Edited By Wojciech Kalaga, Marzena Kubisz and Jacek Mydla
PART II. BETWEEN HISTORY AND RELIGION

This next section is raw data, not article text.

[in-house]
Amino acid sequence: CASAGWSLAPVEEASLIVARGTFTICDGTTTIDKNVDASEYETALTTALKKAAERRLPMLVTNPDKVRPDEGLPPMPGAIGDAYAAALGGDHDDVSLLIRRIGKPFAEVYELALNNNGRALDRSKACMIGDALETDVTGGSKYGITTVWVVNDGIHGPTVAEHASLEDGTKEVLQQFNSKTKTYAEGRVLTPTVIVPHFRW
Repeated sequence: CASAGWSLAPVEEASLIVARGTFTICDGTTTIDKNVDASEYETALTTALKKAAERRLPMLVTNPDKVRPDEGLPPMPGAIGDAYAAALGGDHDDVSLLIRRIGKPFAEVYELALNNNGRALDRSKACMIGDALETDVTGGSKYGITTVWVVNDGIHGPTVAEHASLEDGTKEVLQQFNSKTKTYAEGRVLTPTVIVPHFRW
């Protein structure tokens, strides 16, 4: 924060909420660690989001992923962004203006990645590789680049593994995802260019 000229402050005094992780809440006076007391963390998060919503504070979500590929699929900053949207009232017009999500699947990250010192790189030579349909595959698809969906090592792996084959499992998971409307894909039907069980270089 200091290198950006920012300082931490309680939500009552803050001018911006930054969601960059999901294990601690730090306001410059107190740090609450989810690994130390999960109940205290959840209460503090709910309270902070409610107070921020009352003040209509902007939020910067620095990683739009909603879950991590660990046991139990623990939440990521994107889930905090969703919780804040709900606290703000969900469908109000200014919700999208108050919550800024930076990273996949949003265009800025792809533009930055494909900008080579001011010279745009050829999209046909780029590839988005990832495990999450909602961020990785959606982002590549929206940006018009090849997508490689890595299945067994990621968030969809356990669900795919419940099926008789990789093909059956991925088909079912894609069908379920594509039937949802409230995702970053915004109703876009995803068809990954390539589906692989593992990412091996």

PART II BETWEEN HISTORY AND RELIGION Aleksander Gomola Does the Bible Say What It Says? “The Circular Dance” of Feminist Biblical Interpretation Traditional and modern strategies of reading the Bible The Bible, given its religious role and cultural status in the Western world, occupies an important place in hermeneutics. Read, interpreted, and translated even by non-believers,1 the biblical text has been approached for thousands of years from practically every philosophical perspective within and without the community of Christians. Most interpretations have aimed at supporting and justifying the cultural, social or political status quo or a vision of the world; quite a few interpretations have used the Bible as a springboard to promote new ideas and new solutions to social or political problems. The former comprise biblical interpretations that helped to sustain slavery or a pre-Copernican vision of the universe in the past or creationist beliefs today; the latter comprise sola scriptura approach adopted by Luther or, to use a modern example, views proposed by modern feminist theology. Biblical interpretation proposed by feminist theology may be an interesting object of hermeneutical study for a few reasons. Firstly, it may be seen as an attempt at adapting a seemingly totally inappropriate text to the specific needs and views of feminist theology; secondly it illustrates the interplay of ideas not necessarily in harmony in Christianity; thirdly, one may perceive it as a more or less successful solution to problems of the Christian community in the modern world. There is no such a...
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